he-did-not-get-off he-said-and tearing  up      he-ate-her





".... Shut up, you! my father didn't get up either when he threw someone down!" he (=the hyena) said, tore her (=the donkey) to pieces and ate her, they say. (SB, SITA01.TXT)


3.3.3                     Formulating a hypothesis


Just dealing with these two uses now, the tempting solution would be to say either that there are two homophonous suffixes -m or that the suffix -m has two distinct senses, one marking a conjunctive relationship, and the other something like an alternative relationship. However, Ivan Lowe pointed out in his introductory lectures that it is not the most helpful way to begin one's analysis: by assuming a complex solution from the start one may miss a possible simpler solution. In fact, my analysis started from the minimal assumption that there is only one -m which has only one meaning, and this meaning corresponds to the inferential properties of "^" (logical "and").[10] In the interpretation process it amounts to an instruction to the audience to conjoin the proposition marked by -m with another proposition.[11]


In the course of the analysis I came to postulate in addition the following syntactic properties: -m is suffixed to the leftmost subconstituent of the focused constituent of a sentence or to the sentence as a whole.[12]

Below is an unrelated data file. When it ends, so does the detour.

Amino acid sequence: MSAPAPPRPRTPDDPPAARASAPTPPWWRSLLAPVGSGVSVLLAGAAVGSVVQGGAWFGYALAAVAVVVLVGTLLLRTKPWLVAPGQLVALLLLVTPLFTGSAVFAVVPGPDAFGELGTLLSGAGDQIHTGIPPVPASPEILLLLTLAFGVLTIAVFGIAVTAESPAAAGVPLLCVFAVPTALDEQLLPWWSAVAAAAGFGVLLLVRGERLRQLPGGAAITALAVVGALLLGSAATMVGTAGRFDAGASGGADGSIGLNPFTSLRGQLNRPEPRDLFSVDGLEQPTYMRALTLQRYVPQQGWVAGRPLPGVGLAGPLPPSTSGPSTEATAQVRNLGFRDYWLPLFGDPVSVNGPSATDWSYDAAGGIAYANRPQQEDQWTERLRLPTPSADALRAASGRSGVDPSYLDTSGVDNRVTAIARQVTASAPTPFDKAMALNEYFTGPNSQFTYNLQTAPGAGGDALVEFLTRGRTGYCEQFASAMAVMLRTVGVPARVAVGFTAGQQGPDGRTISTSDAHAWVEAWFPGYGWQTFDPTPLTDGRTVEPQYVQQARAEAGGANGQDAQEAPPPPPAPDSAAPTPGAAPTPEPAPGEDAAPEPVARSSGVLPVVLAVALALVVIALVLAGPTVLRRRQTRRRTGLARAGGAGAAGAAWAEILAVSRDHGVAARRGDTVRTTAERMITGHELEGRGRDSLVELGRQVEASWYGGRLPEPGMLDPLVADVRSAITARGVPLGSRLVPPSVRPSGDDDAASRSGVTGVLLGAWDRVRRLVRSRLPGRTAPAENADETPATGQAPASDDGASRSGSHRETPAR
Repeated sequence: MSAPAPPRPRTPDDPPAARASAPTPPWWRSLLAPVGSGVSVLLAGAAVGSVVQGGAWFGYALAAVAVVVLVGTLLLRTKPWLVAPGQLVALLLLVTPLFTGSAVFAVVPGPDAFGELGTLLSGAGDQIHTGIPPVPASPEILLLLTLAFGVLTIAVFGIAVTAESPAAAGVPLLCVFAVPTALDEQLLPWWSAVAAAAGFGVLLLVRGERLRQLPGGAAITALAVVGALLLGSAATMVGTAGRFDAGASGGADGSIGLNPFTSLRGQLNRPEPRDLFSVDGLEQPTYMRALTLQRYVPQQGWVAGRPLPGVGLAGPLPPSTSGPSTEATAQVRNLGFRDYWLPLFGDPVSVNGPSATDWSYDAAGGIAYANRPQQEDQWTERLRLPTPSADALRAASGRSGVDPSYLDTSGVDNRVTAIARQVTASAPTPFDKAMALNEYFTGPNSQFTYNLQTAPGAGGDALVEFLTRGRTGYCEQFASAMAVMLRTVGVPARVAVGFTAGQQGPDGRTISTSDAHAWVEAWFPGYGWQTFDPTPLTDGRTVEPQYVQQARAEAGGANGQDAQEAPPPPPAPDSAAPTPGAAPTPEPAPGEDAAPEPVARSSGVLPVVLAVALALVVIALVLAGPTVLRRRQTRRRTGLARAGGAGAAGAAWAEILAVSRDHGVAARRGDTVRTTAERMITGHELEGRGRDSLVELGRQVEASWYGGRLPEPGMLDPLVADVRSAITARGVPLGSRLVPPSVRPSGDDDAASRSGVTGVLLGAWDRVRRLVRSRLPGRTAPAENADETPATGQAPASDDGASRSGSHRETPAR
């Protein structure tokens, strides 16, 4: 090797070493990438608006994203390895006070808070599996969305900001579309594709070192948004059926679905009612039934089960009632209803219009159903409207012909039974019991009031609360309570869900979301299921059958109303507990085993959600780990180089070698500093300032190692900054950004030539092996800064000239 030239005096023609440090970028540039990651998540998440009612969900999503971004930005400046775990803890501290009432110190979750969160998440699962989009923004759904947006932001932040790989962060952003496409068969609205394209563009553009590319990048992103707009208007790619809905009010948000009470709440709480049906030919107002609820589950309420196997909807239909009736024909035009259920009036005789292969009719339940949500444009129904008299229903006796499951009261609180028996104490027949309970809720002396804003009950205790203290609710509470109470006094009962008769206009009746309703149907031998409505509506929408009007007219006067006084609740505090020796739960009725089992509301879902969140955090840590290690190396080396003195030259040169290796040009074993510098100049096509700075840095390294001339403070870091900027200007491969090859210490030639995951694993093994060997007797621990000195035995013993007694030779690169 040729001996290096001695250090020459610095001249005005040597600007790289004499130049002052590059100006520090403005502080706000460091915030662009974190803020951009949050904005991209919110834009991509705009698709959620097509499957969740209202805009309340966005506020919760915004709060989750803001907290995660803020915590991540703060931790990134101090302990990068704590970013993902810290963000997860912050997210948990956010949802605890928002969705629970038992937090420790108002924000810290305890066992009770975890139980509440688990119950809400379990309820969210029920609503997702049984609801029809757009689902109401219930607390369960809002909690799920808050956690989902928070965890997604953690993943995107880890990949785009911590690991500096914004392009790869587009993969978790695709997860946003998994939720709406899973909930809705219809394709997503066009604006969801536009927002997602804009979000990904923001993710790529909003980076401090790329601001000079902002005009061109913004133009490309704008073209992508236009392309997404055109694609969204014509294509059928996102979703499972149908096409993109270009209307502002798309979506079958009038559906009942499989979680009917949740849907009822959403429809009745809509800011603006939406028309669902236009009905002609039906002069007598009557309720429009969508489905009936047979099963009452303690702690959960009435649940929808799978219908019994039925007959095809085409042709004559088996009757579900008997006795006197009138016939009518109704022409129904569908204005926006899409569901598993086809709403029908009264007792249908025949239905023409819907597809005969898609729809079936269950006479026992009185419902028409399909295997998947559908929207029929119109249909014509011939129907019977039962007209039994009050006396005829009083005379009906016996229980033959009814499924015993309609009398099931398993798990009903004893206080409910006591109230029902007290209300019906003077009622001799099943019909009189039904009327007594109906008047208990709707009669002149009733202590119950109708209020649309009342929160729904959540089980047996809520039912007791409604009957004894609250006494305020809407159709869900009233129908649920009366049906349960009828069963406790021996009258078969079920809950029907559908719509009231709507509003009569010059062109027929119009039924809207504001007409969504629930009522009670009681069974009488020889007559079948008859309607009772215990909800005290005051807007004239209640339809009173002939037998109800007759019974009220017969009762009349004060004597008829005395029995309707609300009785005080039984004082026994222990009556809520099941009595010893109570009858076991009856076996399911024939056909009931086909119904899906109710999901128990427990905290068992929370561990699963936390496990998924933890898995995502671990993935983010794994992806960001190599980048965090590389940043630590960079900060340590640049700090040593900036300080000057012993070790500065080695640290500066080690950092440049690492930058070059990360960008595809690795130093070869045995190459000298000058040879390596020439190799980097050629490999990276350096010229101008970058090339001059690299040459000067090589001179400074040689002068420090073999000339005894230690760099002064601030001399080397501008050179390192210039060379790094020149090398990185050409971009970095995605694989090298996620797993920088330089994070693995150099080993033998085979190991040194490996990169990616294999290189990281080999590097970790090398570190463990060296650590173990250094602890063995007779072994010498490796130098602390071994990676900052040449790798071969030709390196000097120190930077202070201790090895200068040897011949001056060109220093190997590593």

3.2.2                     Testing the hypothesis in context


One way to test such a hypothesis within the framework of relevance theory is to check whether the hypothesis allows for an interpretation consistent with the principle of relevance for passages containing -m.


The use illustrated by illustration 1 is not all that exciting: it seems that the -m in all cases is syntactically associated with the sentence as a whole, and adds the proposition expressed to the information processed previously. In logic, the conjunction of two propositions in logic by "and" entitles one to infer that both of the conjuncts are true. This may not seem very significant at this point, but it does have pragmatic value, as we shall see below.


Illustration 2 is more interesting. It seems that here -m is associated with a focused constituent, i.e. abbee 'my father'. It would go too far to present the relevance-theoretical account of focus here in detail. What is important here is that the distinction between focus and background makes a difference as to how the respective pieces of information contribute to relevance: the focused constituent pinpoints that piece of information that makes for relevance, i.e. that is intended to have contextual effects. The background, by contrast, has no contextual effects of its own but contributes to relevance by making more accessible contextual assumptions needed for interpreting the utterance.


Technically, a background entailment of an utterance with focus is obtained by substituting the focused constituent by a semantic variable. Now the sentence we want to concentrate on in our example is this:


(6)                      aabbeemee   bagadala                      alnak'aan

          my-father-m when-he-threw-down (a victim) he-did-not-get-off